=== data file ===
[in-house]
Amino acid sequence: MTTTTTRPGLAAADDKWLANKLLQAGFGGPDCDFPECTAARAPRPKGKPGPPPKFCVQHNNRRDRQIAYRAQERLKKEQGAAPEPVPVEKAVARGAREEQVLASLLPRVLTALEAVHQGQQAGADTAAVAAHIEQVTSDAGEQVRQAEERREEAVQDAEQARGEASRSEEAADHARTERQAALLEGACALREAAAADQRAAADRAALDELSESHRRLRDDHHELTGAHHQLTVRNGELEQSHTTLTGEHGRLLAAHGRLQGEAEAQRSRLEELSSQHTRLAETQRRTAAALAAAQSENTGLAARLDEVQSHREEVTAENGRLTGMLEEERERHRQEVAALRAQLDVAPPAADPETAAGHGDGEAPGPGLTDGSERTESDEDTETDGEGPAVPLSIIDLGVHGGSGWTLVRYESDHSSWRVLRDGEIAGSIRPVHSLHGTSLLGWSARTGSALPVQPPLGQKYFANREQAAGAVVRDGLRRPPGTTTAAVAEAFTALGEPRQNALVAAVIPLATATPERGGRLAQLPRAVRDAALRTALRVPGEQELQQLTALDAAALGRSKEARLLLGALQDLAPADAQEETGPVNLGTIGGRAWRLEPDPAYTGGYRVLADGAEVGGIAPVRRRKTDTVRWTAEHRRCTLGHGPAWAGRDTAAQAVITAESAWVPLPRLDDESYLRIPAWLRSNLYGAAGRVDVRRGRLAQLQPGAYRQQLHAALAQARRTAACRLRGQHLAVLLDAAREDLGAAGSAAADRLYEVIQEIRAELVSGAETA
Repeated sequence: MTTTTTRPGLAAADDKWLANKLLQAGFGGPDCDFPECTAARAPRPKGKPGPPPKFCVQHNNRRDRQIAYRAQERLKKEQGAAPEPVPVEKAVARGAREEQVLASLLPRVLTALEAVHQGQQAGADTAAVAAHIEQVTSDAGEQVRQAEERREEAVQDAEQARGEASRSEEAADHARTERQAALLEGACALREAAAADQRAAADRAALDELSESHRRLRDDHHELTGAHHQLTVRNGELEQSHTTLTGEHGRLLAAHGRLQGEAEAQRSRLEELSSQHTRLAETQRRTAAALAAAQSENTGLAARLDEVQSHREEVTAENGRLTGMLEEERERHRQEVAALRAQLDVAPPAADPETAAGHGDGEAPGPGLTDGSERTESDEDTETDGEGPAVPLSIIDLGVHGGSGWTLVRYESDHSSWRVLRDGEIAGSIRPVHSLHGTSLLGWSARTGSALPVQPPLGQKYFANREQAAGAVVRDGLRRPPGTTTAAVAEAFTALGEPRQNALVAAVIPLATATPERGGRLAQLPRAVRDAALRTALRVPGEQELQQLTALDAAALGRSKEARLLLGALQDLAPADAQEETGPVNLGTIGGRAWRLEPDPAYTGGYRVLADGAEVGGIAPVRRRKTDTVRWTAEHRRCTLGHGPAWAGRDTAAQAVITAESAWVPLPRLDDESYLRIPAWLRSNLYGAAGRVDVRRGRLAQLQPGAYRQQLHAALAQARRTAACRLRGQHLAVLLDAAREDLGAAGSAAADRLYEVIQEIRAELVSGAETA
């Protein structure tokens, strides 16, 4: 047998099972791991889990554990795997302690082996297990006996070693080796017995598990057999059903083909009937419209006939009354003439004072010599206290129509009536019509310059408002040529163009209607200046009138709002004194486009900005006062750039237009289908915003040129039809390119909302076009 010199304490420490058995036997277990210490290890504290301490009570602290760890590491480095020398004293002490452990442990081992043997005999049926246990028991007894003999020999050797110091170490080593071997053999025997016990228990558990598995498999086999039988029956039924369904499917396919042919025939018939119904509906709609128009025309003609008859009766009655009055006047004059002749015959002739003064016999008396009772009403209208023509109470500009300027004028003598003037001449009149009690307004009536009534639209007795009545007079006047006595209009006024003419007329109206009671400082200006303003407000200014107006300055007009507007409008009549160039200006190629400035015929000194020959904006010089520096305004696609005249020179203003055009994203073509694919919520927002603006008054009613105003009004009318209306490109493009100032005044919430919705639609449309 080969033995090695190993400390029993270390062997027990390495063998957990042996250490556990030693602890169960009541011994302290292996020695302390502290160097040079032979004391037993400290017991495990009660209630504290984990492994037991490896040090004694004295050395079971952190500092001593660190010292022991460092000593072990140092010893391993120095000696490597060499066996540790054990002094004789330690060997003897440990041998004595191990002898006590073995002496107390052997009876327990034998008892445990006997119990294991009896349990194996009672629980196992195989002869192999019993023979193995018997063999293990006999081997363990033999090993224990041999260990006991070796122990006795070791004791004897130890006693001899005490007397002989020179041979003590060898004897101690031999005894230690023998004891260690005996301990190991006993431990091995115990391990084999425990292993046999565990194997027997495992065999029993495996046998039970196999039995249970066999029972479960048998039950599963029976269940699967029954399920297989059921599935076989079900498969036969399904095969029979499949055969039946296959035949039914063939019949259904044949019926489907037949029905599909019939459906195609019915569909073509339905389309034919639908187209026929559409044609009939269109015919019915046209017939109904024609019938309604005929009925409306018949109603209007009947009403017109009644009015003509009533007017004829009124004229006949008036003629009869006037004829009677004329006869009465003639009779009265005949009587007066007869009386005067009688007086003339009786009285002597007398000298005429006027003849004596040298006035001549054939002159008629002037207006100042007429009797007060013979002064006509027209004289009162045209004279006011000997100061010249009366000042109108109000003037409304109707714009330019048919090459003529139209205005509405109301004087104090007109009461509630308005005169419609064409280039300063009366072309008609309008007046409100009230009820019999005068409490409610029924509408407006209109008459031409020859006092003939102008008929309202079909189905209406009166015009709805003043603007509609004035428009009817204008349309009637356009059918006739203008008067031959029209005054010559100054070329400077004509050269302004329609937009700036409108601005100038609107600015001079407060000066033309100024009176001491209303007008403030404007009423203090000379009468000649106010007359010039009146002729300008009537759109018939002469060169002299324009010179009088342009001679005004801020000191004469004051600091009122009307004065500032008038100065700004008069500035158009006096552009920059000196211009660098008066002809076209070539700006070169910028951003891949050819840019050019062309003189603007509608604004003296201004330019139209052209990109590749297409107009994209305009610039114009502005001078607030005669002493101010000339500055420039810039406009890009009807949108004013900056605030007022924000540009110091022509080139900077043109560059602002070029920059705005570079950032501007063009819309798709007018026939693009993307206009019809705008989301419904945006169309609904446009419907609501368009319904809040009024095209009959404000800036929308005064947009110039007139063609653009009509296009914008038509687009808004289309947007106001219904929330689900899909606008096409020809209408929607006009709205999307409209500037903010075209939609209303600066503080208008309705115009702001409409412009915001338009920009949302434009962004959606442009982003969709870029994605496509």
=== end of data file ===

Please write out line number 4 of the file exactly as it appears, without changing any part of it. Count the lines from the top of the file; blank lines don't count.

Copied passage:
């Protein structure tokens, strides 16, 4: 047998099972791991889990554990795997302690082996297990006996070693080796017995598990057999059903083909009937419209006939009354003439004072010599206290129509009536019509310059408002040529163009209607200046009138709002004194486009900005006062750039237009289908915003040129039809390119909302076009 010199304490420490058995036997277990210490290890504290301490009570602290760890590491480095020398004293002490452990442990081992043997005999049926246990028991007894003999020999050797110091170490080593071997053999025997016990228990558990598995498999086999039988029956039924369904499917396919042919025939018939119904509906709609128009025309003609008859009766009655009055006047004059002749015959002739003064016999008396009772009403209208023509109470500009300027004028003598003037001449009149009690307004009536009534639209007795009545007079006047006595209009006024003419007329109206009671400082200006303003407000200014107006300055007009507007409008009549160039200006190629400035015929000194020959904006010089520096305004696609005249020179203003055009994203073509694919919520927002603006008054009613105003009004009318209306490109493009100032005044919430919705639609449309 080969033995090695190993400390029993270390062997027990390495063998957990042996250490556990030693602890169960009541011994302290292996020695302390502290160097040079032979004391037993400290017991495990009660209630504290984990492994037991490896040090004694004295050395079971952190500092001593660190010292022991460092000593072990140092010893391993120095000696490597060499066996540790054990002094004789330690060997003897440990041998004595191990002898006590073995002496107390052997009876327990034998008892445990006997119990294991009896349990194996009672629980196992195989002869192999019993023979193995018997063999293990006999081997363990033999090993224990041999260990006991070796122990006795070791004791004897130890006693001899005490007397002989020179041979003590060898004897101690031999005894230690023998004891260690005996301990190991006993431990091995115990391990084999425990292993046999565990194997027997495992065999029993495996046998039970196999039995249970066999029972479960048998039950599963029976269940699967029954399920297989059921599935076989079900498969036969399904095969029979499949055969039946296959035949039914063939019949259904044949019926489907037949029905599909019939459906195609019915569909073509339905389309034919639908187209026929559409044609009939269109015919019915046209017939109904024609019938309604005929009925409306018949109603209007009947009403017109009644009015003509009533007017004829009124004229006949008036003629009869006037004829009677004329006869009465003639009779009265005949009587007066007869009386005067009688007086003339009786009285002597007398000298005429006027003849004596040298006035001549054939002159008629002037207006100042007429009797007060013979002064006509027209004289009162045209004279006011000997100061010249009366000042109108109000003037409304109707714009330019048919090459003529139209205005509405109301004087104090007109009461509630308005005169419609064409280039300063009366072309008609309008007046409100009230009820019999005068409490409610029924509408407006209109008459031409020859006092003939102008008929309202079909189905209406009166015009709805003043603007509609004035428009009817204008349309009637356009059918006739203008008067031959029209005054010559100054070329400077004509050269302004329609937009700036409108601005100038609107600015001079407060000066033309100024009176001491209303007008403030404007009423203090000379009468000649106010007359010039009146002729300008009537759109018939002469060169002299324009010179009088342009001679005004801020000191004469004051600091009122009307004065500032008038100065700004008069500035158009006096552009920059000196211009660098008066002809076209070539700006070169910028951003891949050819840019050019062309003189603007509608604004003296201004330019139209052209990109590749297409107009994209305009610039114009502005001078607030005669002493101010000339500055420039810039406009890009009807949108004013900056605030007022924000540009110091022509080139900077043109560059602002070029920059705005570079950032501007063009819309798709007018026939693009993307206009019809705008989301419904945006169309609904446009419907609501368009319904809040009024095209009959404000800036929308005064947009110039007139063609653009009509296009914008038509687009808004289309947007106001219904929330689900899909606008096409020809209408929607006009709205999307409209500037903010075209939609209303600066503080208008309705115009702001409409412009915001338009920009949302434009962004959606442009982003969709870029994605496509």